One of the things that often gets in the way of good training progress is that people get odd ideas over why their animal behaves a certain way.
I working on a book about such misconceptions because people have made up, or passed down, bad hypotheses about any number of things.
Plus, they also view their animals from a human perspective.
Animals are animals and although they might be dubbed as “fur kids” they are nothing of the kind.
Generally, an animal’s motivations and actions do not come from the same types of motivation as humans do.
But the real problem is that people tend to make excuses for bad behavior.
Over the years I have heard a lot of crap. It just amazes me how disconnected people are from the reality of living with an animal.
The more innocuous comments have been things such as, “it’s okay, he is only a puppy” or “he is an adolescent and will grow out of it.”
I have news for those people, “that is a lot of hooey.”
To get to the bottom of behavior problems, and to address them with good training practices, you must start with a good hypothesis about why the behavior is occurring and what is reinforcing it.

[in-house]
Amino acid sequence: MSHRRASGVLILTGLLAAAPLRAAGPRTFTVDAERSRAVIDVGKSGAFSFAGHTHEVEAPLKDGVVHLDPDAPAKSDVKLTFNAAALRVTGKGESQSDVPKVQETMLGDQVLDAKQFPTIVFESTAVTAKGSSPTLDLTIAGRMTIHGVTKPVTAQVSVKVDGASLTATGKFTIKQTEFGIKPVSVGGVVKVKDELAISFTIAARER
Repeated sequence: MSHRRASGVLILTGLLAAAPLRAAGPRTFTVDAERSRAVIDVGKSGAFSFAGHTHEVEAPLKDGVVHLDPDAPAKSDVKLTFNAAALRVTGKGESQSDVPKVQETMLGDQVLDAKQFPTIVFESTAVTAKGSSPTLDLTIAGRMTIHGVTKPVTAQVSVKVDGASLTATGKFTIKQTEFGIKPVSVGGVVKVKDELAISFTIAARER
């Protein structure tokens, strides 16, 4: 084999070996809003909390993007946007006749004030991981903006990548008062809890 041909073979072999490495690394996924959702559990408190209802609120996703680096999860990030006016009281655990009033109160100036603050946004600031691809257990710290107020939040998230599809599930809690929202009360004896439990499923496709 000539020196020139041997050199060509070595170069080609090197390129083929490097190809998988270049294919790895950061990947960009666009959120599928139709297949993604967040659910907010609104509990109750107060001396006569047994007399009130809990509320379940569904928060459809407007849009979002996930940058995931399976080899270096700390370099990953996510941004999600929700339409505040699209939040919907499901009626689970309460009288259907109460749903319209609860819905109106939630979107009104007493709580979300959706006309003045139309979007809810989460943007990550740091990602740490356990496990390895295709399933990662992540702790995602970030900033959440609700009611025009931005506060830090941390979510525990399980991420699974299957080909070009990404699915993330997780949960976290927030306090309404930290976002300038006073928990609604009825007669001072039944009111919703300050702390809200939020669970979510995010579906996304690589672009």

In many of my tougher cases, the behavior goes back a while–early action might have stopped it but because it has a long period of reinforcement it takes longer and more involved strategies to untrain it and retrain the new behavior patterns that are desired.
Behavior is shaped from the time an animal is born.
Whether or not the behavior is appropriate for living with humans or not depends on the interpretation of the household and what they allow.
Behavior is also shaped from the time an arrives into the home or new environment.
Put simply, everything is reinforcing or extinguishing.
If something works and the animal benefits (or perceives a benefit) than that behavior is likely to occur again and to increase in frequency–and sometimes intensity.
This is why it is not okay to let a puppy bite in play.
They need to learn restraint from their siblings but they also need to be redirected into biting appropriate items, such as a toy, instead of flesh or household belongings.
Most people don’t bother training what they want, they simply react to higher intensity behaviors.
So, when you are dealing with behavior, ask yourself it you have a good hypothesis or if you are dealing with a lot of hooey.
I promise that you’ll get a lot further a lot faster with a more scientific viewpoint.